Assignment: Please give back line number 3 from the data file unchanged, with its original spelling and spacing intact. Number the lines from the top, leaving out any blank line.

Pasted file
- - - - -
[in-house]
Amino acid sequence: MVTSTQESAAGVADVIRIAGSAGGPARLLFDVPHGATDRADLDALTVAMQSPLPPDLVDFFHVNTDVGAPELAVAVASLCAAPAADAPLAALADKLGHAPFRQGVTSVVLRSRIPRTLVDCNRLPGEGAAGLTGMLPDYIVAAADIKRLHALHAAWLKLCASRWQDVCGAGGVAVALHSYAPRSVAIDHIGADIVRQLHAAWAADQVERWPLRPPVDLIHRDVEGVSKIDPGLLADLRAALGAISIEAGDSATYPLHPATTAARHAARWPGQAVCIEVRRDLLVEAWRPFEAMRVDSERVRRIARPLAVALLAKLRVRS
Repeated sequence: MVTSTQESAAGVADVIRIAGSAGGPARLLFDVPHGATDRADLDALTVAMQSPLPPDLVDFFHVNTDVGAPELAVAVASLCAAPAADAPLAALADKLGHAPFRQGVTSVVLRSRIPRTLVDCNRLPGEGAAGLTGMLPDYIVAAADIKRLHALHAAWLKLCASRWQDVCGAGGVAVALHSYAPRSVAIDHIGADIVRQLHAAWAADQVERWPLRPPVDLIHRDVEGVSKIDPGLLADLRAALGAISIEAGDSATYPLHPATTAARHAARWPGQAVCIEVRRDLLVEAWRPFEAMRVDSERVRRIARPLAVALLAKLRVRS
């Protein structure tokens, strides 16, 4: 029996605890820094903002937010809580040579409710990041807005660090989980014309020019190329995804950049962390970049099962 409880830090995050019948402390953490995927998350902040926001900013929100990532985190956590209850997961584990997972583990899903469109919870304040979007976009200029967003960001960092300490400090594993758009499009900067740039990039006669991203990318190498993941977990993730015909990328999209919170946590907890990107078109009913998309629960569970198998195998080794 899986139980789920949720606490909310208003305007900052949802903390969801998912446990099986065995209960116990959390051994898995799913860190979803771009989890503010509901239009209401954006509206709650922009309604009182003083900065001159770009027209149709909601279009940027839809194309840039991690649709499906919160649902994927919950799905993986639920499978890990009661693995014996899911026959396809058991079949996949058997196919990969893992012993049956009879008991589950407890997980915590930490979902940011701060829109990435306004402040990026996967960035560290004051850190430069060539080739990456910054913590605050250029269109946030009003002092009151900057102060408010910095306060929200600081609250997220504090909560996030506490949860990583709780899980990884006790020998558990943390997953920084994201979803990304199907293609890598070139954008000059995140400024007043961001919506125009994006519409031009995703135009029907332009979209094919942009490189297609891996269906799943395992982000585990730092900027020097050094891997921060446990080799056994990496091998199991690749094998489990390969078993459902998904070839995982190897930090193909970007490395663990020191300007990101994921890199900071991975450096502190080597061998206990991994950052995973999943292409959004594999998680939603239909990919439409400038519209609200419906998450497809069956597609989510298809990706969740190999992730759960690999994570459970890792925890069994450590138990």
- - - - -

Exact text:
Repeated sequence: MVTSTQESAAGVADVIRIAGSAGGPARLLFDVPHGATDRADLDALTVAMQSPLPPDLVDFFHVNTDVGAPELAVAVASLCAAPAADAPLAALADKLGHAPFRQGVTSVVLRSRIPRTLVDCNRLPGEGAAGLTGMLPDYIVAAADIKRLHALHAAWLKLCASRWQDVCGAGGVAVALHSYAPRSVAIDHIGADIVRQLHAAWAADQVERWPLRPPVDLIHRDVEGVSKIDPGLLADLRAALGAISIEAGDSATYPLHPATTAARHAARWPGQAVCIEVRRDLLVEAWRPFEAMRVDSERVRRIARPLAVALLAKLRVRS